Using the table above, we can see that the highest savings are achieved at the lowest SEER numbers. A two-level jump from SEER 11 to 13 will save you about $220, a similar jump from SEER 14 to 16 results in $141 saved, and an upgrade from SEER 18 to 20 will save you only $88 in one year.

The reason I am stressing on those numbers is that the lower a SEER rated heat pump a homeowner has, the more benefit they will see from an upgrade.

However, to really get a good estimate about what you can expect to save, you will need to find how much energy your current heat pump uses.

But let me stop you right here. The SEER rating does not give us the whole picture because there are a few caveats.

The Level of Comfort

The SEER rating should not be judged only based on its energy-saving potential. It is true, this is the main and most important factor, but it is also well worth mentioning that heat pumps that have higher a SEER rating usually pack some extra features and capabilities compared to low SEER rated units.

Heat pumps with higher SEER usually come with a two-stage compressor. Those compressors are more energy-efficient, and part of the reason why they are used in higher-rated heat pumps in the first place, however, two-stage heat pumps are also expected to have a longer lifespan. They require less maintenance and fewer repairs in the long run. All that may save you money as it translates into lower future expenses and bills.

Other heating systems may even have a variable speed compressor, which is even more effective in controlling the humidity indoors and able to provide balanced indoor temperatures throughout the day.

These heat pumps are also quieter as they produce less noise while running at a slower speed.

This all goes to show that a small increase of the SEER (for example going from 14 to 16, or 16 to 18) is not usually financially worthwhile as the potential savings are minimal.

This is why such upgrades are usually done for comfort improvement.

Maintenance and Repair Costs

Another point worth investigating is the fact that a higher SEER heat pump will tend to cost more to repair. The overall equipment and parts are just more expensive and may potentially offset any expected future savings in terms of electricity.

Also, although I have cross referenced some of these numbers, it needs to be noted that these numbers are just averages and not guaranteed by any means. In fact, these numbers are usually calculated using a set indoor temperature point, which may not even be suitable or comfortable for all people.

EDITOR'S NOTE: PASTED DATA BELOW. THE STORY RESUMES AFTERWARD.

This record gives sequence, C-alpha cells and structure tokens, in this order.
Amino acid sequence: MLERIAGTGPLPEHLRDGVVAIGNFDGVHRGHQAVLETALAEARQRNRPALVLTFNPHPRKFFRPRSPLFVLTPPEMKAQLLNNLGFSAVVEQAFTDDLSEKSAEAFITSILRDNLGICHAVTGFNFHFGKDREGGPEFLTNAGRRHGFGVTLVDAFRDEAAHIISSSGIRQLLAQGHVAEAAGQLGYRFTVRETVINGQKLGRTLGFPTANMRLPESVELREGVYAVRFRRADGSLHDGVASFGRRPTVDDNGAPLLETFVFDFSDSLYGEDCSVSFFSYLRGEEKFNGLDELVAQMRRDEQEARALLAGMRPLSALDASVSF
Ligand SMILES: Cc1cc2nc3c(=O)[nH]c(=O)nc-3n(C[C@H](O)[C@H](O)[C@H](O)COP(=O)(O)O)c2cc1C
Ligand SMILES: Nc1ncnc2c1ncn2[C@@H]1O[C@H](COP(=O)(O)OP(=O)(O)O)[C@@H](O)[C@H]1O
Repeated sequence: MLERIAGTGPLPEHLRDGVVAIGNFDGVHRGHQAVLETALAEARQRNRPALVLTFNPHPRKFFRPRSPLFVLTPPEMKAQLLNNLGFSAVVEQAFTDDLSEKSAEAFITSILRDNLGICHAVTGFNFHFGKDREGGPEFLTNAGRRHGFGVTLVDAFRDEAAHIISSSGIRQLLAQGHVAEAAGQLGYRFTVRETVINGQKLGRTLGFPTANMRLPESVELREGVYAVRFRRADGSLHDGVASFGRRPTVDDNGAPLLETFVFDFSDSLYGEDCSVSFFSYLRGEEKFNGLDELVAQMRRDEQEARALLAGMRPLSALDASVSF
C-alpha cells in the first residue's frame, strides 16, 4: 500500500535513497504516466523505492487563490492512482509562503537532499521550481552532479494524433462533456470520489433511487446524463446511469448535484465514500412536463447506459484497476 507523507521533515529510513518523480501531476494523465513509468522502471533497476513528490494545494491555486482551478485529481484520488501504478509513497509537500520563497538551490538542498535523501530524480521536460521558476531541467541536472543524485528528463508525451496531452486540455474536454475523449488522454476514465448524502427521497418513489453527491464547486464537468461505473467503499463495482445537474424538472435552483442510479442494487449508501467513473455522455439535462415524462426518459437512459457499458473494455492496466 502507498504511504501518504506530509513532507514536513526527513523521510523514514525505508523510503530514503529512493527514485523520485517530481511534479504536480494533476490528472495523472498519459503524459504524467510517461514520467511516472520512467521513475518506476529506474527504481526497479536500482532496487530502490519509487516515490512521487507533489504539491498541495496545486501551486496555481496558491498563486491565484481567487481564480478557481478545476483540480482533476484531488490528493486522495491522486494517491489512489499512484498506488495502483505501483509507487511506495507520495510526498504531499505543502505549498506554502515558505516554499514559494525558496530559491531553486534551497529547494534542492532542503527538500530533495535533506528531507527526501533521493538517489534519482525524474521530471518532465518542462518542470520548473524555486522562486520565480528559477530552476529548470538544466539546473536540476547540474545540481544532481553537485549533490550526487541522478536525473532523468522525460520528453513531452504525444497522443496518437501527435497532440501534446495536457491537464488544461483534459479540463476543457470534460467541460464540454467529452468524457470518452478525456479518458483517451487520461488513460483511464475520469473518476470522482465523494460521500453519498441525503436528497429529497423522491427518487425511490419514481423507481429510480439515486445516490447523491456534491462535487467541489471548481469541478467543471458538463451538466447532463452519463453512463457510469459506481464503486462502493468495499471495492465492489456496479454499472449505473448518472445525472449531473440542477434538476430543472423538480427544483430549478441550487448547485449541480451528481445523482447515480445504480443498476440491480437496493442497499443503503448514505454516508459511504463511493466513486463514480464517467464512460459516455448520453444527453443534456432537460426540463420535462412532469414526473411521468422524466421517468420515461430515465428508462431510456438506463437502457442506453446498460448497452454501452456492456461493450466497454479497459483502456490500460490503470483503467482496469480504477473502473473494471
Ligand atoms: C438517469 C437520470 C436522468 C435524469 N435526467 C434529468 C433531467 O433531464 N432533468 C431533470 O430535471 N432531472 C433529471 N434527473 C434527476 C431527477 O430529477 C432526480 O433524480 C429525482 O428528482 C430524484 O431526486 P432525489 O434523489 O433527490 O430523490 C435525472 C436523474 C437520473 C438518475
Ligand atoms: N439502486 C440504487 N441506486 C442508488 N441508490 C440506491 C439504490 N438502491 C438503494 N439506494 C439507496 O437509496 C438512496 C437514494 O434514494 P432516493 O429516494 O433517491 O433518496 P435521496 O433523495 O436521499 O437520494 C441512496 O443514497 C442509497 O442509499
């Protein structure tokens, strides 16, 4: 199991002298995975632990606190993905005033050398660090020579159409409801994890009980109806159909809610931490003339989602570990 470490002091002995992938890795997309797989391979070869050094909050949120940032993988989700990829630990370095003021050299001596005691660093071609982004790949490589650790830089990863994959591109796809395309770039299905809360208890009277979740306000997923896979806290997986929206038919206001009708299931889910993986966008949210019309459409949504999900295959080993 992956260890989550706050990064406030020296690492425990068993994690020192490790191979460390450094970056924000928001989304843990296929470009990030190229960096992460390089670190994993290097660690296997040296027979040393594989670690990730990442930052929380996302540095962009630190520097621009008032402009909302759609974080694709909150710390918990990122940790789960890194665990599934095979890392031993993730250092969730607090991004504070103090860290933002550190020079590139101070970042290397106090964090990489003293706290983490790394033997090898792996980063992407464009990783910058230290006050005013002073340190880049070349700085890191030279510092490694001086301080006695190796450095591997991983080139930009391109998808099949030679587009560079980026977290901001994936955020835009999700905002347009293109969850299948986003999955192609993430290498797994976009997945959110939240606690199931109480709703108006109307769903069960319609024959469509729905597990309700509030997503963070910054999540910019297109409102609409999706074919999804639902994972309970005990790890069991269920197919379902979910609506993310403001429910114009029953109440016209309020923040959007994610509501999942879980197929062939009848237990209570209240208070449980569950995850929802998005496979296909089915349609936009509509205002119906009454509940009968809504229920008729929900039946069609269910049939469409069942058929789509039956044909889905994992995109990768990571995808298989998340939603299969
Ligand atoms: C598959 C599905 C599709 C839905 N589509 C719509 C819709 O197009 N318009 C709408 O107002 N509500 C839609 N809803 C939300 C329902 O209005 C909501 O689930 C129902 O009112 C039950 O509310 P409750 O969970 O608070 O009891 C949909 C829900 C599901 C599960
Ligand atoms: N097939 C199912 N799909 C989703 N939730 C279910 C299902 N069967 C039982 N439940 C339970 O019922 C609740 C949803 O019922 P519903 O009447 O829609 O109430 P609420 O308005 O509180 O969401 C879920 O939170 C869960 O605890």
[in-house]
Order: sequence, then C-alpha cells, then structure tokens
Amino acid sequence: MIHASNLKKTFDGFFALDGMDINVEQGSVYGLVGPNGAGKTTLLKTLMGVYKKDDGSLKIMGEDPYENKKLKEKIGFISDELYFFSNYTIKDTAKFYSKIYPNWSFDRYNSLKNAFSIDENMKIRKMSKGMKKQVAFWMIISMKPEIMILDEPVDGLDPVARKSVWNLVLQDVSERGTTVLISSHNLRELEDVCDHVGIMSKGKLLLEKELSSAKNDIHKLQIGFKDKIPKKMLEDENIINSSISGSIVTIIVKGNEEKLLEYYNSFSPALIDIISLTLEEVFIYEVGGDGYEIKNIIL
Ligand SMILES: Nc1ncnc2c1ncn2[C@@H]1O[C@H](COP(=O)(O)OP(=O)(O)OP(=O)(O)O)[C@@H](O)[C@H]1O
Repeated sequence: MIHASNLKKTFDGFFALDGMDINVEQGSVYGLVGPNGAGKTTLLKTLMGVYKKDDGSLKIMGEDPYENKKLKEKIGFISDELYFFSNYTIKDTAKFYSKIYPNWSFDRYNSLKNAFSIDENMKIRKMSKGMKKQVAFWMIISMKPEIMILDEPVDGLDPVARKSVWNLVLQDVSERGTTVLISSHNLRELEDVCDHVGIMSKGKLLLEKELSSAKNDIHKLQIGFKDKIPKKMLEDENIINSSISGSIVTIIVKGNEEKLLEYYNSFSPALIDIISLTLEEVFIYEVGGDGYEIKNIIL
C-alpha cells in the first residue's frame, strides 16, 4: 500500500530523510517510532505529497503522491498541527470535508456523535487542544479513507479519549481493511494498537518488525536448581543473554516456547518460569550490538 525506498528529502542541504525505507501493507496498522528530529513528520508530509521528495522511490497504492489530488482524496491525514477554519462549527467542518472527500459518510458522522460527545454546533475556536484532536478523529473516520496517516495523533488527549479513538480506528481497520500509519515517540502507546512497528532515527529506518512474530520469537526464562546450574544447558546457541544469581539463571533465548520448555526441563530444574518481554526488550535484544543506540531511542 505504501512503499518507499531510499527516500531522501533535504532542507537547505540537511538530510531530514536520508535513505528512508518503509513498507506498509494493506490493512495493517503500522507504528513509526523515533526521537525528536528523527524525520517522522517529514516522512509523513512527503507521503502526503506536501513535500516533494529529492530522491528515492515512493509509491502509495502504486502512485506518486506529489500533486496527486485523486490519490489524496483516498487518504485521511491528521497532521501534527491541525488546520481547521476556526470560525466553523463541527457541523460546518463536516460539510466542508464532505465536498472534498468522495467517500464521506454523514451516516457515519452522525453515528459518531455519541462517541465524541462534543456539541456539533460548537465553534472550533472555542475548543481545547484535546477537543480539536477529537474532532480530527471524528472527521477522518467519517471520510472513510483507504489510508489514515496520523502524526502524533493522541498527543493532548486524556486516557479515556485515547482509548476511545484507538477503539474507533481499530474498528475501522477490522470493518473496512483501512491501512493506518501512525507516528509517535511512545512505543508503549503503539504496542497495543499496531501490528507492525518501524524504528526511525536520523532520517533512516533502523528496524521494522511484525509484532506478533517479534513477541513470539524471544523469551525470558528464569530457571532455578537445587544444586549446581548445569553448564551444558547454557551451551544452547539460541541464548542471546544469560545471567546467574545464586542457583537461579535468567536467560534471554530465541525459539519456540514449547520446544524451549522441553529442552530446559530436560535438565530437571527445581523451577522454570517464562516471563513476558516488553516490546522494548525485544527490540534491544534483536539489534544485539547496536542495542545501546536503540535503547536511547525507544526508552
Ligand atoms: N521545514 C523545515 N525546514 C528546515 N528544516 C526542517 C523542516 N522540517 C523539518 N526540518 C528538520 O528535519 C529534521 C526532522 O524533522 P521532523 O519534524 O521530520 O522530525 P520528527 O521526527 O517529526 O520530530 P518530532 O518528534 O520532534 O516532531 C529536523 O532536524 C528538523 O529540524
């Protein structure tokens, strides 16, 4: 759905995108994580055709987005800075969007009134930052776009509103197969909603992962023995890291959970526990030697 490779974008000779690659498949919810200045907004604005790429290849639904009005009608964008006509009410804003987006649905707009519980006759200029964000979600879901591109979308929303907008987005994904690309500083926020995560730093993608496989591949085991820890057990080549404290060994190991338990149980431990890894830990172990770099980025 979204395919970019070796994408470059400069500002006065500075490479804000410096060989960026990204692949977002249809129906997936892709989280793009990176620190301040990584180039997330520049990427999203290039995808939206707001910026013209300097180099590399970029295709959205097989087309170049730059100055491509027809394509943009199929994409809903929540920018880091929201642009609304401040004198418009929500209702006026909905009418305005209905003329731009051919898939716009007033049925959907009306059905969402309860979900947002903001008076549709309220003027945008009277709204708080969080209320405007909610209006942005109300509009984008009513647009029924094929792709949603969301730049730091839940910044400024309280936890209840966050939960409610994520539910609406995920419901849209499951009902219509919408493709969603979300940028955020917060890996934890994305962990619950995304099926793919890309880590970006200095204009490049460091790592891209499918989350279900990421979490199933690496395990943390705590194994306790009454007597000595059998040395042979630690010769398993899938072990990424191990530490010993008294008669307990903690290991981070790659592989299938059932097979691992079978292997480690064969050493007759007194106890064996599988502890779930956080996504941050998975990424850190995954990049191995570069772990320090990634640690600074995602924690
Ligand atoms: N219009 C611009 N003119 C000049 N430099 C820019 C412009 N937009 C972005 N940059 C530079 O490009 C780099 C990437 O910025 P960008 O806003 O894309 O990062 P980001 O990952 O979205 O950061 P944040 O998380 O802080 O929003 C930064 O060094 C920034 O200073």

The Overall Energy-Efficiency of the Home

But let me stop you right here. Even the best heat pump with the highest SEER rating possible will do you no good if the condition of the ductwork, the wall, ceiling, and floor insulation are all in bad condition.

In certain cases, it may be worth spending money on improving the overall energy efficiency of the home before buying a new heat pump.

The Details

If you are interested in getting a heat pump with higher SEER, the right answer to whether or not it is worth it will depend on several factors.

Take into consideration what estimates and quotes you have been given in terms of expected future savings, installation and labor costs, unit price, expected levels of comfort, and how long you intend to stay in that home.

In some instances, a heat pump may pay for itself in as little as three years, and in other cases, that may not happen over the total expected life cycle of the heat pump.

What SEER rating should I buy?

The best SEER rating to buy is between 14 to 18. If the ductwork is in good condition, it has been well insulated, well designed, and there are no leaks you will see the best ROI with a SEER rating of 16. This SEER rating is an excellent golden mean where the ratio between service costs, upfront costs, and potential savings are optimal.

If you already have a heat pump with a decent SEER rating of anywhere between 14 to 20, you may not be able to justify the expense of upgrading to a different heat pump with a higher SEER rating.

In this case, it may be worth upgrading only if you currently have a single-speed heat pump. (The focus is on improving the comfort rather than savings in this case.) However, please, keep in mind that there are different entry-level heat pumps rated SEER 16, for example, that are still single speed.

Conclusion

In closing, the SEER rating of a heat pump system is important to energy-conscious homeowners. Depending on your family’s needs, a higher SEER rating may be more desirable. However, most families will find a SEER rating of 16-18 to be the best option when considering energy savings, installation costs, and operating costs.

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Hubert Miles

I've been conducting home inspections for 17 years. I'm a licensed Home Inspector, Certified Master Inspector (CMI), and FHA 203k Consultant. I started HomeInspectionInsider.com to help people better understand the home inspection process and answer questions about homeownership and home maintenance.